Representatives from the office of the Attorney General (AG) and Human Rights Defenders Coalition (HRDC) are set to meet for talks this Friday to discuss ways to ensure that the ongoing anti-Jane Ansah demonstrations are peaceful.
The meeting follows a Malawi Supreme Court of Appeal order on Tuesday evening that the two parties must, within 14 days, hold negotiations to on how HRDC can exercise the constitutional right to demonstrate without violence and crime.
Section 38 of the Republican Constitution guarantees that every person shall have the right to assemble and demonstrate with others peacefully and unarmed.
Ministry of Justice and Constitutional Affairs spokesperson Pilirani Masanjala in an interview on Wednesday confirmed the meeting is set for Friday.
He said: “The meeting will be on 30th August at the Civic Offices in Lilongwe from 10am. The office of the Attorney General will facilitate the meeting with HRDC and other stakeholders such as the Malawi Police Service and Malawi Defence Force [MDF].”
This is the third attempt to organise the meeting which has failed to take place twice, first on August 15 when there was a petrol bomb incident at HRDC chairperson Timothy Mtambo’s house in Lilongwe in the wee hours of the scheduled day of the meeting.
The second meeting, which was scheduled on August 21, ended within five minutes after the HRDC asked for the withdrawal of an interlocutory application by Malawi Revenue Authority (MRA) who had applied to the High Court for an injunction to restrict HRDC planned demonstrations to outside its premises at the country’s borders and airports.
Lawyers from both sides also in separate interviews confirmed tomorrow’s meeting.
One of the lawyers in the office of the AG Neverson Chisiza said they have proposed Friday for the meeting on issues surrounding the demonstrations.
“We have proposed Friday for the meeting, we are just waiting from our friends. The discussions [are] on the same issues we failed to discuss last time,” he said.
HRDC lawyer Khwima Mchizi confirmed discussing with lawyers from the AG’s office and that he had communicated to his clients about the meeting.
“We are ready to meet them on Friday, but we will wait for the official communication from them. We are certain that this time around, there will be discussions as provided by the ruling by Justice Lovemore Chikopa and we hope there will be no foul play from the AGs side. Since there are no injunctions, we believe it will be well,” he said.
In his ruling, Chikopa said time should be given within which the parties can negotiate while respecting the suspension. He also said that care should be taken so that the moratorium does not turn into a backdoor ban.
Chikopa has since said that to give negotiations the best chance of success, there is a need for both parties to ensure that senior members attend to make decisions there and then. He has also warned against prejudice during the proceedings.
He said: “The AG should especially heed the foregoing and advise those in relation to whom he is principle legal adviser to proceed with caution. On our part, we want to make it clear that we shall not hesitate to take measure including citing people for contempt, if we think that statements prejudicial to these proceedings have been made.”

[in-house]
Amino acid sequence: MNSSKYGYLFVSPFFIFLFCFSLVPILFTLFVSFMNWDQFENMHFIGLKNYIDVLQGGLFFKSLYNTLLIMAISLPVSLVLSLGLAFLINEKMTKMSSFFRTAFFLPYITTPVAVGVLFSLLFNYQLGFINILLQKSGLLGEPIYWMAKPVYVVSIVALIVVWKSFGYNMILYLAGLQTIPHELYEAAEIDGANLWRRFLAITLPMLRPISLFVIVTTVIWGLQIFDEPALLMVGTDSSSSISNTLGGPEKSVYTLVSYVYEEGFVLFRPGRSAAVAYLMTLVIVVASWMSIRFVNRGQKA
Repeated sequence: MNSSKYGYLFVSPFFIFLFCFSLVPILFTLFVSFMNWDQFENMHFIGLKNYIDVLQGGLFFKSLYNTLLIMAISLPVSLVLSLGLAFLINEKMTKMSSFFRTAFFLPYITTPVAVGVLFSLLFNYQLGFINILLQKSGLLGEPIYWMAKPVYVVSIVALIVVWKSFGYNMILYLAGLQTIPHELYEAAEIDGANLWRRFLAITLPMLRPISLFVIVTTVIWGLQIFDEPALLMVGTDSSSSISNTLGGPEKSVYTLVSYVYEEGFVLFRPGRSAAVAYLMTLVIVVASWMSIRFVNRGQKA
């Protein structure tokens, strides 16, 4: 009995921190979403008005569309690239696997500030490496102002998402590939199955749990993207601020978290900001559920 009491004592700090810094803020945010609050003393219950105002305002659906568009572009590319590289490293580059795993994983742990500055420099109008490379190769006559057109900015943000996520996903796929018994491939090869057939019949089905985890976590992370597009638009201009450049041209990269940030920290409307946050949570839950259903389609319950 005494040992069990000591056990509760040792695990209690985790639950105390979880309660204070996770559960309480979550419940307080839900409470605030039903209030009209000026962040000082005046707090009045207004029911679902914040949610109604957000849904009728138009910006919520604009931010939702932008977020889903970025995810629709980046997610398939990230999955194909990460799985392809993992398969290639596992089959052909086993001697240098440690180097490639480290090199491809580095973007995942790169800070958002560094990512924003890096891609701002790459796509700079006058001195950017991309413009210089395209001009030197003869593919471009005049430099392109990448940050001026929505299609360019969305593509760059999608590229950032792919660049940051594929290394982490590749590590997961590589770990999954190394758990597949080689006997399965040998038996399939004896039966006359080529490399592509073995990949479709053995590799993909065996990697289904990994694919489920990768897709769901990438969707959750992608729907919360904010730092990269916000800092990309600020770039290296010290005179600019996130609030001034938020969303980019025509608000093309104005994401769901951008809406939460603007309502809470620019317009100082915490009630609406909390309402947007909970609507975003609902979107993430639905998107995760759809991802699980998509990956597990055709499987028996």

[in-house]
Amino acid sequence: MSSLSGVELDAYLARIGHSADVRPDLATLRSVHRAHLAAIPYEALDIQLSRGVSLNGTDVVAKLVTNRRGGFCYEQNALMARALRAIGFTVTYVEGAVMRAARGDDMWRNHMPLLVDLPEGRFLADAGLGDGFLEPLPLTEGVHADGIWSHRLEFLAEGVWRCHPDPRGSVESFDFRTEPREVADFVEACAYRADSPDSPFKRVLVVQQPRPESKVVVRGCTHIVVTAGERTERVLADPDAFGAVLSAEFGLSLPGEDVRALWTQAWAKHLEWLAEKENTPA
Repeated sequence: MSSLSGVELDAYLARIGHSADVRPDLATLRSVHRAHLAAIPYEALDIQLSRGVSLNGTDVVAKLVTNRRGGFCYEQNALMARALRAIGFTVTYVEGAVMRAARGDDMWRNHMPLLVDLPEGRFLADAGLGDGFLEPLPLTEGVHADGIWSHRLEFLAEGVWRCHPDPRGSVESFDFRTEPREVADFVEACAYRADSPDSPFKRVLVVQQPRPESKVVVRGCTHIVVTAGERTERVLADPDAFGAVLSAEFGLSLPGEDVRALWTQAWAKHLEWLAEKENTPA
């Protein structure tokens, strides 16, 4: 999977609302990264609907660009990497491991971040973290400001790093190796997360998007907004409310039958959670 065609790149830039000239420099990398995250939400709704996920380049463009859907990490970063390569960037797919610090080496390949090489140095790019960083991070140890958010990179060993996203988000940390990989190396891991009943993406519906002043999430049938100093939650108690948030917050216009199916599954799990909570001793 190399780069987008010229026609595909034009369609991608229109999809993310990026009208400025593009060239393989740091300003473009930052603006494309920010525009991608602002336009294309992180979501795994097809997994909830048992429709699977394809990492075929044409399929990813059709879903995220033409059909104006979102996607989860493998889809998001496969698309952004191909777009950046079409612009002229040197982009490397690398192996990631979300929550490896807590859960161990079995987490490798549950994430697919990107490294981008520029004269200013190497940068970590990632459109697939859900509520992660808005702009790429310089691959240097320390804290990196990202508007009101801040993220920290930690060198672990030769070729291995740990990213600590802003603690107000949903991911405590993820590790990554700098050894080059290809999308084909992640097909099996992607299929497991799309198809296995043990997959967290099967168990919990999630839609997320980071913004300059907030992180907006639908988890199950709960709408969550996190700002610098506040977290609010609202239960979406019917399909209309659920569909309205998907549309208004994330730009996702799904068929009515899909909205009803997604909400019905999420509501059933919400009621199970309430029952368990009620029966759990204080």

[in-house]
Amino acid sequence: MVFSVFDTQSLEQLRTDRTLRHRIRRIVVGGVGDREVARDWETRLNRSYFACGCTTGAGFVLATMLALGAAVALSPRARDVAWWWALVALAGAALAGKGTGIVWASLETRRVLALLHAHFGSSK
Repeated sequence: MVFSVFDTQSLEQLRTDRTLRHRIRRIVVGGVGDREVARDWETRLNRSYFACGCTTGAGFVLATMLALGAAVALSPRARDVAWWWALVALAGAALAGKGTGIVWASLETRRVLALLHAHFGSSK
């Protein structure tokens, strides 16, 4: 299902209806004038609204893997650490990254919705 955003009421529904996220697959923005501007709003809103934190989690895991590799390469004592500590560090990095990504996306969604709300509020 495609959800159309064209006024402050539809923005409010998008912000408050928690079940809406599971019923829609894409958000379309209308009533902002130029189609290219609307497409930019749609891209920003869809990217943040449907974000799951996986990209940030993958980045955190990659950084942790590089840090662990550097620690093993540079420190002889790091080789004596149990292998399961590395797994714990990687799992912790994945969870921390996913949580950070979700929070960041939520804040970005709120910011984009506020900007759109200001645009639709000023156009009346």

Meanwhile, HRDC chairperson Timothy Mtambo has said apart from holding the discussions, they will also be holding citizen rallies within the 14 days.
He said in an interview HRDC respects the courts and it is waiting for the meeting with the AG to discuss the peaceful protests.
“In the meantime, we want to carry out two or three citizen rallies where we will be engaging people on various issues. We engage people on how to fight corruption, how to demand good governance and the need to be peaceful during demonstrations. We encourage people to participate in the development of the country,” said Mtambo.
On Tuesday, Justice Chikopa of the Malawi Supreme Court of Appeal ordered that within a maximum of 14 days, HRDC is restrained from organising or convening demonstrations.
Reads the Order: “During the said time the parties hereto shall hold negotiations to determine a manner in which the respondents’ exercise of their rights in Section 38 of the Constitution can be without undue incidents of violence and crime.”
The order followed HRDC’s plan to hold three-day nationwide demonstrations after the High Court granted an injunction to MRA, Airport Development Limited and National Oil Company of Malawi, stopping the HRDC from holding five-day protests at the country’s airports and borders.
Despite the court order that suspended the 3-day demonstrations scheduled to start last Wednesday, there was heavy presence of police and Malawi Defence Force (MDF) soldiers in the streets of the country’s main cities.
National Police spokesperson James Kadadzera on Wednesday refused to comment on why they filled the streets, saying the will come up with a press statement on how they operated on the day.
“We will issue a press statement on what has transpired today, that’s all I can say,” he said.
The HRDC, which has been holding demonstrations since the announcement of the May 21 presidential election results, wants Ansah to resign to pave the way for investigations into identifying and prosecuting those who supplied Tippex that was used to alter election figures on result sheets.
The demonstrations have in some cases been marred by looting and violence.